Home ScamsPhishing Scams Fake eBay ‘Order Confirmation’ Email Designed to Steal PayPal Login Details

Fake eBay ‘Order Confirmation’ Email Designed to Steal PayPal Login Details

by Brett M. Christensen

‘Order Confirmation’ email purporting to be from eBay claims that you have purchased an Apple iPhone for $365.

Brief Analysis:
The email is not from eBay. It is a phishing scam designed to steal your PayPal account login details. The ‘Cancel Order’ button in the email opens a fraudulent website designed to look like the PayPal home page. If you log in via this fake PayPal site, criminals can steal your login details and hijack your PayPal account.

eBay Fake Order Phishing Scam

Detailed Analysis:
According to this email, which purports to be an order notification from eBay, you have purchased an Apple iPhone 5 for $365. The email includes a table of information about the supposed purchase and notes that the order was processed by PayPal. The email also features a ‘Cancel Order’ button.

However, the email is not from eBay. It is a phishing scam. The criminals who sent the email are banking on the fact that at least a few recipients will be panicked into clicking the ‘Cancel Order’ button in the mistaken belief that their account has been compromised and used to make fraudulent transactions.

One might expect that clicking the button would take you to eBay.  But it instead takes you to a fake website that has been designed to emulate the genuine PayPal home page. Victims may think that, since the order was supposedly processed via PayPal, they will need to access their PayPal account to cancel. So, once on the fake PayPal site, they may proceed to log in with their PayPal email address and password. After logging in, the fake page will simply refresh.  But, the login credentials that you entered will be collected by scammers who can subsequently use them to hijack your PayPal account.

The ‘cancel payment’ ruse is one that scammers commonly use. Similar tactics are used to distribute malware.  Be wary of any order confirmation or receipt email that lists purchases that you know nothing about. If you receive such an email, do not click any links or open any attachments that it contains. Instead, check your account by entering the company’s address into your browser’s address bar and logging in. Or access your account via a trusted app. Any unexpected transactions or account issues should be revealed once you have logged in.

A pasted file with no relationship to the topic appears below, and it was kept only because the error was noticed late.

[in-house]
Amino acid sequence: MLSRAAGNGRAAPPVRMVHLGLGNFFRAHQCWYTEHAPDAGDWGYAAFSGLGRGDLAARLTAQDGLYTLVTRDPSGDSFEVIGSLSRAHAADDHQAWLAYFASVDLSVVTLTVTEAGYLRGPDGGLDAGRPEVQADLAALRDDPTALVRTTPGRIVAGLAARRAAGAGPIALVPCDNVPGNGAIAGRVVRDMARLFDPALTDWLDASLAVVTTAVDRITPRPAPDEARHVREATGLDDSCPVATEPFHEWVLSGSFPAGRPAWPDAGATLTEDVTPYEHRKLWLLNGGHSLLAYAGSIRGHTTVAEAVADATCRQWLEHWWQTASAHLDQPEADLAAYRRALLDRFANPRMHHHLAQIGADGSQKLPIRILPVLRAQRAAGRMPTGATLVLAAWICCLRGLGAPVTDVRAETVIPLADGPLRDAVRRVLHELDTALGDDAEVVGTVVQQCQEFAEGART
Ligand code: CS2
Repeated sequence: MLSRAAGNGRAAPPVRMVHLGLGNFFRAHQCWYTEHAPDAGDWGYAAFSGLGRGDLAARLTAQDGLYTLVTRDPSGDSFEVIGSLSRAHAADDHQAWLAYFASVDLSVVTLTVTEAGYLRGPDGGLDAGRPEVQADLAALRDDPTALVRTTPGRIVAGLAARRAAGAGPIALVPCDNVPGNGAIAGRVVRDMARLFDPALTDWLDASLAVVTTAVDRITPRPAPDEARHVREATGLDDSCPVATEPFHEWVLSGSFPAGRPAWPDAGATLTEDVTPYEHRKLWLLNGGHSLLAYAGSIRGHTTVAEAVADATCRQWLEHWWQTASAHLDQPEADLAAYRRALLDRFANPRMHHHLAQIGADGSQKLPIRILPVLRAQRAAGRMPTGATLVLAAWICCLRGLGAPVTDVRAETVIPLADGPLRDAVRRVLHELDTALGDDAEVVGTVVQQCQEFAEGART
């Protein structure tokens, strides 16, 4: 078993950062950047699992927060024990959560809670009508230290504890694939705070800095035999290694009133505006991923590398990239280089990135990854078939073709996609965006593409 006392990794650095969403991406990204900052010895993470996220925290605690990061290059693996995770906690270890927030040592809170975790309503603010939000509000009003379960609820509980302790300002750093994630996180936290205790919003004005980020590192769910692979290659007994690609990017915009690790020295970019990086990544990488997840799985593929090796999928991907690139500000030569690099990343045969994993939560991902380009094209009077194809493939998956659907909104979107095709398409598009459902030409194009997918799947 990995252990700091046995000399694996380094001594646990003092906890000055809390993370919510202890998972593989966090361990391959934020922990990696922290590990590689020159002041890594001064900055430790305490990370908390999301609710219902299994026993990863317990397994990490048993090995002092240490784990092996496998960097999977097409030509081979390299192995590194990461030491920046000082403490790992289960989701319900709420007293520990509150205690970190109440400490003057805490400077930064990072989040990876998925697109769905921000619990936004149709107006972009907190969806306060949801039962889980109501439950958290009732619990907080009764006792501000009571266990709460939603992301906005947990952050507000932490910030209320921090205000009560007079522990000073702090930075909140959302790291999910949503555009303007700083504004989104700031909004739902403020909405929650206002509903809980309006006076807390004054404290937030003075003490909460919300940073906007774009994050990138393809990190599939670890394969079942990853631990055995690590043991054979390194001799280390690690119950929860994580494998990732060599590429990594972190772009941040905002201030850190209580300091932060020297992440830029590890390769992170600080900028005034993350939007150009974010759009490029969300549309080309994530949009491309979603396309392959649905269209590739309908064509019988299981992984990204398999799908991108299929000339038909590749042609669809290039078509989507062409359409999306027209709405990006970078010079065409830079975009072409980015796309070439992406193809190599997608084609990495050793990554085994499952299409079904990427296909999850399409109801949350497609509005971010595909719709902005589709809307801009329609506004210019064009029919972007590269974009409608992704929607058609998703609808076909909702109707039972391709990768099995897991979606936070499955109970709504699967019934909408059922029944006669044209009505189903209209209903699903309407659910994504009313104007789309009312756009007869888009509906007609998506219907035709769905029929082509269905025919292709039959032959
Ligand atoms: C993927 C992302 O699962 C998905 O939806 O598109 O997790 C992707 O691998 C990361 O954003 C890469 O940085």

Last updated: March 15, 2016
First published: March 15, 2016
By Brett M. Christensen
About Hoax-Slayer

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Importance Notice

After considerable thought and with an ache in my heart, I have decided that the time has come to close down the Hoax-Slayer website.

These days, the site does not generate enough revenue to cover expenses, and I do not have the financial resources to sustain it going forward.

Moreover, I now work long hours in a full-time and physically taxing job, so maintaining and managing the website and publishing new material has become difficult for me.

And finally, after 18 years of writing about scams and hoaxes, I feel that it is time for me to take my fingers off the keyboard and focus on other projects and pastimes.

When I first started Hoax-Slayer, I never dreamed that I would still be working on the project all these years later or that it would become such an important part of my life. It's been a fantastic and engaging experience and one that I will always treasure.

I hope that my work over the years has helped to make the Internet a little safer and thwarted the activities of at least a few scammers and malicious pranksters.

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I would also like to thank all of those wonderful people who have supported the project by sharing information from the site, contributing examples of scams and hoaxes, offering suggestions, donating funds, or helping behind the scenes.

I would especially like to thank David White for his tireless contribution to the Hoax-Slayer Facebook Page over many years. David's support has been invaluable, and I can not thank him enough.

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Thank you, one and all!

Brett Christensen,